SICT

BTI425

Web Programming for Apps and Services

Schedule Notes Resources MyApps Instructions Graded Work Code examples

“Routing” in React

One of the key components in creating a SPA (Single Page Application) is Routing. When Routing is implemented using a framework like React, we will find that we can browse different URL’s within our app without actually reloading the page. In this case, the components of one URL are swapped out for the components of another, giving the illusion that we’re navigating through multiple pages, when we’re really just adding / removing components based on the browser URL / history. Our user interface is in-sync with the URL.

The most widely-used routing library used to achieve this in React is: React Router:

Components are the heart of React’s powerful, declarative programming model. React Router is a collection of navigational components that compose declaratively with your application. Whether you want to have bookmarkable URLs for your web app or a composable way to navigate in React Native, React Router works wherever React is rendering.


Getting Started using React Router

To start using the React Router library in our web app, we must first fetch react-router-dom using npm (once we have halted our debugging server using Control+C):

npm install react-router-dom

Now, let’s say that we have 3 top-level components that represent 3 separate views, ie: Home, Projects and Project:

function Home(){
  return <h1>Home Page</h1>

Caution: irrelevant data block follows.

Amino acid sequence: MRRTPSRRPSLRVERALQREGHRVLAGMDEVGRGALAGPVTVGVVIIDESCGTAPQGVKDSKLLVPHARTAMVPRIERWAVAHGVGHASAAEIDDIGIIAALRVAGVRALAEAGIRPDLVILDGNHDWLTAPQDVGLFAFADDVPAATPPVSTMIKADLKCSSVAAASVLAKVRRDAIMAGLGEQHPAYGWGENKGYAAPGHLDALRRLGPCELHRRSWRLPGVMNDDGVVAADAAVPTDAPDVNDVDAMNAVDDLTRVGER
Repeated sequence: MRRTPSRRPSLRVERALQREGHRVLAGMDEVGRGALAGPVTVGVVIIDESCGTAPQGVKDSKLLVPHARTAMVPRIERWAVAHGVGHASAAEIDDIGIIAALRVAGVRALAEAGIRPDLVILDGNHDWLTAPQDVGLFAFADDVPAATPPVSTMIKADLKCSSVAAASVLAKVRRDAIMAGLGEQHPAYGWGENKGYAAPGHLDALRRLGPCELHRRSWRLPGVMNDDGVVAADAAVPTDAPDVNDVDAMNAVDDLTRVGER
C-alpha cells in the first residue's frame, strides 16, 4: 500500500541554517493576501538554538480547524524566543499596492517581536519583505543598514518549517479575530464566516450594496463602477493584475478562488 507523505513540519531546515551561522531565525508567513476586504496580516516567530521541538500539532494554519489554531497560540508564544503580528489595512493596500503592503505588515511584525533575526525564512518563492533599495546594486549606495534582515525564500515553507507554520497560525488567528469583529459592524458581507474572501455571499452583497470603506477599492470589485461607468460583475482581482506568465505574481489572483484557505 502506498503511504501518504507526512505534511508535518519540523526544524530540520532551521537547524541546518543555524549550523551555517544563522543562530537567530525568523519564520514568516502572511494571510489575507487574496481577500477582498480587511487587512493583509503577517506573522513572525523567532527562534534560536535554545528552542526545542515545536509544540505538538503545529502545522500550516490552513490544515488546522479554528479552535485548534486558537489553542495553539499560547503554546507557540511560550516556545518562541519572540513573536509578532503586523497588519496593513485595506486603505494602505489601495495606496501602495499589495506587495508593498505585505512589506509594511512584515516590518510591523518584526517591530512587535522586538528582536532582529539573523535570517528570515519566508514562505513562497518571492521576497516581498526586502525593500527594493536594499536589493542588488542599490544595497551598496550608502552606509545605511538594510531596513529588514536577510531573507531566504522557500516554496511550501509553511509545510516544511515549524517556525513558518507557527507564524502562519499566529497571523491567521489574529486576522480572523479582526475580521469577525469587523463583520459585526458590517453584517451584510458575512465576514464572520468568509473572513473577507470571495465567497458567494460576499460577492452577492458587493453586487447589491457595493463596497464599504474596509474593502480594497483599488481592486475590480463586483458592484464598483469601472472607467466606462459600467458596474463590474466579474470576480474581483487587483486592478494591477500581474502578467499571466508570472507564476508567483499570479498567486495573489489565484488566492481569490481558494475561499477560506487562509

}

function Projects(){
  return <h1>All Projects Page</h1>
}

function Project(){
  return <h1>Specific Project Page</h1>
}

Quick Note: Each of these components (views) currently only renders an <h1> element, however in a real application they would be defined in separate files and contain many child components.

If we wish to conditionally render each of the above components (views) based on the following routes:

We need to modify our App.js file as well as our index.js file.


index.js changes

FYI, if you have to work with old obsolete legacy browser versions: The above code specifies the type of router that we will be using in our <App /> component. This could be either <BrowserRouter> or <HashRouter>. The Hash Router technique is generally used to support legacy browsers and React “strongly recommend(s) you do not use HashRouter unless you absolutely have to.”


App.js changes

Import the <Route> and <Routes> components:

import { Route, Routes } from 'react-router-dom';

Import the <Home>, <Projects>, <Project> components:

import Home from './Home';
import Projects from './Projects';
import Project from './Project';

Update the return value of the “App” function to use the following JSX:

<Routes>
  <Route path='/' element={<Home />} />
  <Route path='/Projects' element={<Projects />} />
  <Route path='/Project' element={<Project />} />
</Routes>

Here, we can define our routes explicitly using the “Routes” component with our three nested “Route” components. Each of the routes have a “path” property which we use to define the target route and an “element” property that we use to define the component (see: <Routes> & <Route> ).

NOTE: Components will only be added or removed as children of the <Routes></Routes> component, so if we wish to have parts of the UI that are consistent across all routes, we can place JSX above or below it, for example:

<header>Header</header>

<Routes>